Evolution and Systematics
The tissue structure of cricket footpads dampens the shock of jumping due to a flexible exocuticle and dense fibers.
"The fluid within the pad between the filaments contributes to the visco-elastic behaviour of the pad, because the fluid is able to flow through the gaps between the rods, when the pad deforms during contact formation and breakage (Gorb et al. 2000). The interconnecting filaments presumably prevent rod buckling, when these are bending during contact. The pad presumably works as a damper during jump or landing at high speed of the deformation, as well as a means of replicating a complex substratum profile at slow deformation speeds. Also, the rod-like organization of the pad architecture would allow an independent local load distribution over the area of contact between pad and substrate. This would aid in an enhancement of the adaptation of the pad to imperfections of natural substrata…The structural principle, based on branching rods, contributes to holding the shape of the pad. This principle, combined with the presence of a relatively stiff superficial layer, provides the adaptability of the attachment pad to unevenness of natural substrata." (Perez Goodwyn et al. 2006:1241)
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- Perez Goodwyn, P.; Peressadko, A.; Schwarz, H.; Kastner, V.; Gorb, S. 2006. Material structure, stiffness, and adhesion: Why attachment pads of the grasshopper (Tettigonia viridissima) adhere more strongly than those of the locust (Locusta migratoria) (Insecta: Orthoptera). Journal of Comparative Physiology A: Neuroethology, Sensory, Neural, and Behavioral Physiology. 192(11): 1233-1243.
Pads on bushcricket feet stick to vertical surfaces due to angled rods and a secreted viscous fluid.
"Like the gecko, the great green bushcricket (Tettigonia viridissima) is endowed with 'sticky' feet. It can walk on smooth vertical surfaces, and even upside down, with no trouble. Unlike the gecko, the bushcricket has smooth footpads. It relies not on van der Waals forces between the footpad and the substrate, but on design of the footpad itself. The cuticle of an insect's footpad is comprised of the soft material found just below the exoskeleton elsewhere in the body. In the bushcricket, this soft material covers another cuticle layer: a thicket of fine, branching rods that slope forwards at an angle of around 60 degrees. As the foot presses down, the rods bend and the pad molds itself around the irregular surface below, achieving the maximum contact. As a final adhesive measure, the bushcricket secretes a viscous fluid onto its pads. It actually leaves footprints when it walks. This design has an advantage over the hairy-sole system used by geckos in that the bushcricket can easily lift its legs. It does not need to 'peel' its feet off the substrate." (Courtesy of the Biomimicry Guild)
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Molecular Biology and Genetics
Barcode data: Tettigonia viridissima
There are 2 barcode sequences available from BOLD and GenBank. Below is a sequence of the barcode region Cytochrome oxidase subunit 1 (COI or COX1) from a member of the species. See the BOLD taxonomy browser for more complete information about this specimen and other sequences.
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Download FASTA File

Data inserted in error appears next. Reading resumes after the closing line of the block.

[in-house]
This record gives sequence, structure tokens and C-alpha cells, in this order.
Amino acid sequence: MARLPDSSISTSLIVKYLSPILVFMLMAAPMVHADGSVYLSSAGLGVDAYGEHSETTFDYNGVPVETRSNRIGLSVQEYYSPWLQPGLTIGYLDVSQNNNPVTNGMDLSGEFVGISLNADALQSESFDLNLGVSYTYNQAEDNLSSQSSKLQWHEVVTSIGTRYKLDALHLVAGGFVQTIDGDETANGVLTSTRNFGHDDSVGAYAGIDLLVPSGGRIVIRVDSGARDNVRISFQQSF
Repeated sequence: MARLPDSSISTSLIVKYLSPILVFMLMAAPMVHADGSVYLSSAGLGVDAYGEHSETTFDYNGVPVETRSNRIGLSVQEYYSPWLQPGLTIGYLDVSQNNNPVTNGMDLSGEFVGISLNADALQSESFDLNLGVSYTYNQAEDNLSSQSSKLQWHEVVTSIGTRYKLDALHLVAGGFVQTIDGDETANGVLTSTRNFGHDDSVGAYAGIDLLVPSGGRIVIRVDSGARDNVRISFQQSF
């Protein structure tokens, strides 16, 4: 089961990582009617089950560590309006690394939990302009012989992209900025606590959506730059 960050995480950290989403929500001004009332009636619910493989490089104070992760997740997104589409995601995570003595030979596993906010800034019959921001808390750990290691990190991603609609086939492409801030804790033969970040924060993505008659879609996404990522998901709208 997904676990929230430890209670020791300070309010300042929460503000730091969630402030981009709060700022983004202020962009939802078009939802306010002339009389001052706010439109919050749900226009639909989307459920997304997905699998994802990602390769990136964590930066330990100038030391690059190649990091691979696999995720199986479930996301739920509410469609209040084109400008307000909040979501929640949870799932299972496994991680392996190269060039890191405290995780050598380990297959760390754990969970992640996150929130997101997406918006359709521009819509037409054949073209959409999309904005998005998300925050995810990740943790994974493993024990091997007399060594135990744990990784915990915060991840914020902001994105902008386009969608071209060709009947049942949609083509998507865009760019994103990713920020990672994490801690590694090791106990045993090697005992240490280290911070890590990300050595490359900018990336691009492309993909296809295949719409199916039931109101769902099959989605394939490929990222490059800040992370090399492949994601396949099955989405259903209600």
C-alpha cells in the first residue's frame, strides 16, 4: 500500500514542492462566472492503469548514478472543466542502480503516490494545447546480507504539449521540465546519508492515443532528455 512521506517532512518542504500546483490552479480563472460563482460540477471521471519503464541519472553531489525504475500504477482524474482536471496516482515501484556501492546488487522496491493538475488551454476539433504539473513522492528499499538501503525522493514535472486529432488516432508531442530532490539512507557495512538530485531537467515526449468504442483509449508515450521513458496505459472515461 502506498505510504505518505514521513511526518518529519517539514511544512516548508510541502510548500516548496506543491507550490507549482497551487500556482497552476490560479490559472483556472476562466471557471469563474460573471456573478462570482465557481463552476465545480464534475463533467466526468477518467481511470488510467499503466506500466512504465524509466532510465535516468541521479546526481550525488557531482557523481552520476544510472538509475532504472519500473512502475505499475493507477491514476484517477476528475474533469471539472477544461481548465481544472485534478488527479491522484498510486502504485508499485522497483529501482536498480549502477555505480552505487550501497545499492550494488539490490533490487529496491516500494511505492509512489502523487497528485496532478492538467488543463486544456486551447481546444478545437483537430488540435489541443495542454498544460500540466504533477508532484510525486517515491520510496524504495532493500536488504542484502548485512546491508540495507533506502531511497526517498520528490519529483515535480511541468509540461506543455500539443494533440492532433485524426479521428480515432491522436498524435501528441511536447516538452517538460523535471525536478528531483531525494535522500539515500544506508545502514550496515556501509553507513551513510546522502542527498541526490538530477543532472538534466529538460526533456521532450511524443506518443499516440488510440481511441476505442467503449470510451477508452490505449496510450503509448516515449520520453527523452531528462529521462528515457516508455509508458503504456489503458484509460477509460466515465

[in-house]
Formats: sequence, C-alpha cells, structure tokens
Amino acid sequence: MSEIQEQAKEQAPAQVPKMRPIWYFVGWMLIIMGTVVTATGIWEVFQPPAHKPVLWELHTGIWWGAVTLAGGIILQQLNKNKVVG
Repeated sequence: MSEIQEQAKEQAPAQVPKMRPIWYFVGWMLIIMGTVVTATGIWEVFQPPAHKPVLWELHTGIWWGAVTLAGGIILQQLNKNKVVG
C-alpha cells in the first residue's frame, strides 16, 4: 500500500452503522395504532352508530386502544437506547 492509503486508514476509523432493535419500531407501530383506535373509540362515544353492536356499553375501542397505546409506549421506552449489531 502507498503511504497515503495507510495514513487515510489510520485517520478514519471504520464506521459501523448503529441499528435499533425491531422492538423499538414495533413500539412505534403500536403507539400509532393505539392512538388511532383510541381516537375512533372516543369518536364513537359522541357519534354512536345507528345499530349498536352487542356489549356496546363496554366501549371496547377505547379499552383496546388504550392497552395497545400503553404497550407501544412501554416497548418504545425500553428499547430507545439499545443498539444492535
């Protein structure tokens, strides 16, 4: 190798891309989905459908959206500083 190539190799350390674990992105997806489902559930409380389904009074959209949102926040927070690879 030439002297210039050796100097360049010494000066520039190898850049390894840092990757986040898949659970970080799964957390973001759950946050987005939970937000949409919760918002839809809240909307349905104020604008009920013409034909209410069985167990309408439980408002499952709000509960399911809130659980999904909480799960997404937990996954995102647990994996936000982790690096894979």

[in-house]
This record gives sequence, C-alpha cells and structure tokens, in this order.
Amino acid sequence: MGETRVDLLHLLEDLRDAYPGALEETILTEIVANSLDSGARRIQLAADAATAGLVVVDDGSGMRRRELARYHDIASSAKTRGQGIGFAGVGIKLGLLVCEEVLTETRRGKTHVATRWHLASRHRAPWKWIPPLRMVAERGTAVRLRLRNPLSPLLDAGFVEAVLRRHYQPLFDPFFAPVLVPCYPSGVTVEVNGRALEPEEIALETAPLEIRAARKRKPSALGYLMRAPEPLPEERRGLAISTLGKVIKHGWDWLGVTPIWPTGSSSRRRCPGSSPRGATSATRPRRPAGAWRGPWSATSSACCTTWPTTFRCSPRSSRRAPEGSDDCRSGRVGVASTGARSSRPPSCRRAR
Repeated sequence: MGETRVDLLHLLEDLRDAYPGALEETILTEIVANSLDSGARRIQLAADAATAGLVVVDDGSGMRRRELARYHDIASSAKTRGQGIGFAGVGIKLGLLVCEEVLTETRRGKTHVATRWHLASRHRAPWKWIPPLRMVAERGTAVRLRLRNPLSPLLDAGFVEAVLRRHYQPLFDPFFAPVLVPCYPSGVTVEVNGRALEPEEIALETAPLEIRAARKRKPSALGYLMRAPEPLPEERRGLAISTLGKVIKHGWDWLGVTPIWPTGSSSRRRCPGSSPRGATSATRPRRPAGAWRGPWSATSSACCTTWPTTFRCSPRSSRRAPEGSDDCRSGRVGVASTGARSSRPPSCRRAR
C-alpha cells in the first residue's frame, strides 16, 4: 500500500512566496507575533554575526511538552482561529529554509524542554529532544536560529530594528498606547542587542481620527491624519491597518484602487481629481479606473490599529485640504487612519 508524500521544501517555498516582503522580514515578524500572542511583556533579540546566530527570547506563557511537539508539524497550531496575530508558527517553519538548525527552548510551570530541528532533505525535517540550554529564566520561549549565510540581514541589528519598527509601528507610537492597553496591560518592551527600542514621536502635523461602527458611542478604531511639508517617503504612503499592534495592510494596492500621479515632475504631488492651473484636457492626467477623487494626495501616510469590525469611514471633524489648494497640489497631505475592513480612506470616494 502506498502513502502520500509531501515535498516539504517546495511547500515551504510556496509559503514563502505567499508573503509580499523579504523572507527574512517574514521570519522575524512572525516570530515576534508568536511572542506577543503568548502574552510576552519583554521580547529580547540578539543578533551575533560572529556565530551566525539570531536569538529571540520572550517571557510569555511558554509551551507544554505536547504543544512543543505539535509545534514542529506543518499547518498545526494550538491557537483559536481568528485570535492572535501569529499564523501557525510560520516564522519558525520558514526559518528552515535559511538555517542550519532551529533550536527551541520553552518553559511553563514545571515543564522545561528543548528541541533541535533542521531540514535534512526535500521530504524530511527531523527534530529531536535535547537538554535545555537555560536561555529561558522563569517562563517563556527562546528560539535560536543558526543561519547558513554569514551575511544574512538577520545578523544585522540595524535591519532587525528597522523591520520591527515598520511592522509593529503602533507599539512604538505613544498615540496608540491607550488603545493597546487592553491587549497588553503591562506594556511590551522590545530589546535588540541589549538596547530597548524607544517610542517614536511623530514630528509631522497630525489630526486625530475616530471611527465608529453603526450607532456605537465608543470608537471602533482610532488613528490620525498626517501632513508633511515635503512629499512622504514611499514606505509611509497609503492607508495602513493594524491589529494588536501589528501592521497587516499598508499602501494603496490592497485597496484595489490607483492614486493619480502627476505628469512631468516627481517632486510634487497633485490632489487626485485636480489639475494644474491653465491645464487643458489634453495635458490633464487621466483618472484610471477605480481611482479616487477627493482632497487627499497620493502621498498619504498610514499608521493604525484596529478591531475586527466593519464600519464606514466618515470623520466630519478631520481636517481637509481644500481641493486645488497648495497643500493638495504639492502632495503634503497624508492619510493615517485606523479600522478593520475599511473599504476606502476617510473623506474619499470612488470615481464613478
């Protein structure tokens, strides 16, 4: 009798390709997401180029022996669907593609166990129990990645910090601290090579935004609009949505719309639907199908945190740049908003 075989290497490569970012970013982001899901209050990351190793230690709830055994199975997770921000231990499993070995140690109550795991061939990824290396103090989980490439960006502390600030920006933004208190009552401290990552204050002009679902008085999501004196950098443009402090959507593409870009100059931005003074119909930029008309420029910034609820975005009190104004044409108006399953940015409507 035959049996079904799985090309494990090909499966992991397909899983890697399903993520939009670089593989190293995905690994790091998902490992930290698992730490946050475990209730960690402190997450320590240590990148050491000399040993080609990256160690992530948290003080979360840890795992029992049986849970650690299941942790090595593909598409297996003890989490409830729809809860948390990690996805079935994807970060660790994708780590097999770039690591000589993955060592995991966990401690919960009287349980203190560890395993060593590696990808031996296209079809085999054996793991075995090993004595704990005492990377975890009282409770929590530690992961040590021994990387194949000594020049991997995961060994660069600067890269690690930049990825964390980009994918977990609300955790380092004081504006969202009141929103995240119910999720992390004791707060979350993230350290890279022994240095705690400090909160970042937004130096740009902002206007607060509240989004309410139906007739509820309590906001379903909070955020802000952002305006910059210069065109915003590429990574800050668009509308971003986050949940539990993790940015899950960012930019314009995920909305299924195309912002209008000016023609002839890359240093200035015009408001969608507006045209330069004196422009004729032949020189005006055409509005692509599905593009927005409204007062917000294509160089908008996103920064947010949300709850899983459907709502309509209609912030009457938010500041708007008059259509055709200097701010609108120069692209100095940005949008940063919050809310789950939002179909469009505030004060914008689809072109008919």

Statistics of barcoding coverage: Tettigonia viridissima
Public Records: 2
Specimens with Barcodes: 4
Species With Barcodes: 1
|This article includes a list of references, related reading or external links, but its sources remain unclear because it lacks inline citations. (June 2013)|
Tettigonia viridissima, the Great Green Bush-Cricket, is a species of 'katydids crickets' belonging to the family Tettigoniidae, subfamily Tettigoniinae. This species can be encountered from Europe to Mongolia, especially in meadows, grasslands, prairies and occasionally in gardens.
The adult males grow up to 28–36 millimetres (1.1–1.4 in) long, while females reach 32–42 millimetres (1.3–1.7 in). This insect is most often completely green (but there are specimens completely yellowish or with yellow legs), excluding a rust-colored band on top of the body. The organ of the stridulation of the males is generally brown.
Tettigonia viridissima is distinguished by its very long and thin antennae, which can sometimes reach up to three times the length of the body, thus differentiating them from grasshoppers, which always carry short antennae. Possible confusion with Tettigonia cantans, whose wings are shorter than the ovipositor of a centimeter and Tettigonia caudata whose hind femurs bear very visible black spines.
The morphology of both sexes is very similar, but the female has an egg-laying organ (ovipositor) that can reach a length of 23–32 millimetres (0.91–1.3 in). It reaches the end of the elytra and is slightly curved downward. The larvae are green and as the imago show on their back a thin brown longitudinal stripe. The ovipositor can be seen from the fifth stage; the wings appear in both genders from the sixth stage.
Tettigonia viridissima is carnivorous and arboreal. Its diet is mostly composed of flies, caterpillars and larvae. Unlike many grasshoppers, it is essentially active in day and night, as testified by its endless crepuscular and nocturnal singing.
This grasshopper can bite painfully but it is not particularly aggressive. It is better to avoid holding the insect in the fist, because the bite is almost assured. They are fit to flight, but their real performances are quite modest. Most often it moves "on foot" or jumps, which allows it to easily explore the bushes, trees and shrubs.
Tettigonia virdissima nymph on Phleum pratense
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